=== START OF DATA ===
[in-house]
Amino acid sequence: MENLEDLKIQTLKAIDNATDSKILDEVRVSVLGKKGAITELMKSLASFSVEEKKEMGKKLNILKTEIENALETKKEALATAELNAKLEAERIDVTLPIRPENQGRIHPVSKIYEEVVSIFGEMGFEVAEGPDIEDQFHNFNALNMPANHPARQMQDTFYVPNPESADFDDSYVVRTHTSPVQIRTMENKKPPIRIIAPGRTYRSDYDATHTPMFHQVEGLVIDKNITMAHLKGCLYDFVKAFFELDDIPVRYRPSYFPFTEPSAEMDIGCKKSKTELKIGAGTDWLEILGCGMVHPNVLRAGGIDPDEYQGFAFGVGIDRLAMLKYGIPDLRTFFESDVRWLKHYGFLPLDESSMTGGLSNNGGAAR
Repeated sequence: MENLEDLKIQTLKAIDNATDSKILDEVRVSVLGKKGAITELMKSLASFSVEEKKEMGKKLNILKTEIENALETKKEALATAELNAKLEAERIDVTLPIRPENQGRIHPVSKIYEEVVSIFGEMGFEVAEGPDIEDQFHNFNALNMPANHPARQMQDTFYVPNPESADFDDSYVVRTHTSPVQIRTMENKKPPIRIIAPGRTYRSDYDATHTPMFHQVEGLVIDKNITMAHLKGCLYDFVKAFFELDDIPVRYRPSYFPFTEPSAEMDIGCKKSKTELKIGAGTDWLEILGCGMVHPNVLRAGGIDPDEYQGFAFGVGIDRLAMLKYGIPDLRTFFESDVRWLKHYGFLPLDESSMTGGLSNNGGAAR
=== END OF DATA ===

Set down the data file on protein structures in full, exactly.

[in-house]
Amino acid sequence: MENLEDLKIQTLKAIDNATDSKILDEVRVSVLGKKGAITELMKSLASFSVEEKKEMGKKLNILKTEIENALETKKEALATAELNAKLEAERIDVTLPIRPENQGRIHPVSKIYEEVVSIFGEMGFEVAEGPDIEDQFHNFNALNMPANHPARQMQDTFYVPNPESADFDDSYVVRTHTSPVQIRTMENKKPPIRIIAPGRTYRSDYDATHTPMFHQVEGLVIDKNITMAHLKGCLYDFVKAFFELDDIPVRYRPSYFPFTEPSAEMDIGCKKSKTELKIGAGTDWLEILGCGMVHPNVLRAGGIDPDEYQGFAFGVGIDRLAMLKYGIPDLRTFFESDVRWLKHYGFLPLDESSMTGGLSNNGGAAR
Repeated sequence: MENLEDLKIQTLKAIDNATDSKILDEVRVSVLGKKGAITELMKSLASFSVEEKKEMGKKLNILKTEIENALETKKEALATAELNAKLEAERIDVTLPIRPENQGRIHPVSKIYEEVVSIFGEMGFEVAEGPDIEDQFHNFNALNMPANHPARQMQDTFYVPNPESADFDDSYVVRTHTSPVQIRTMENKKPPIRIIAPGRTYRSDYDATHTPMFHQVEGLVIDKNITMAHLKGCLYDFVKAFFELDDIPVRYRPSYFPFTEPSAEMDIGCKKSKTELKIGAGTDWLEILGCGMVHPNVLRAGGIDPDEYQGFAFGVGIDRLAMLKYGIPDLRTFFESDVRWLKHYGFLPLDESSMTGGLSNNGGAAR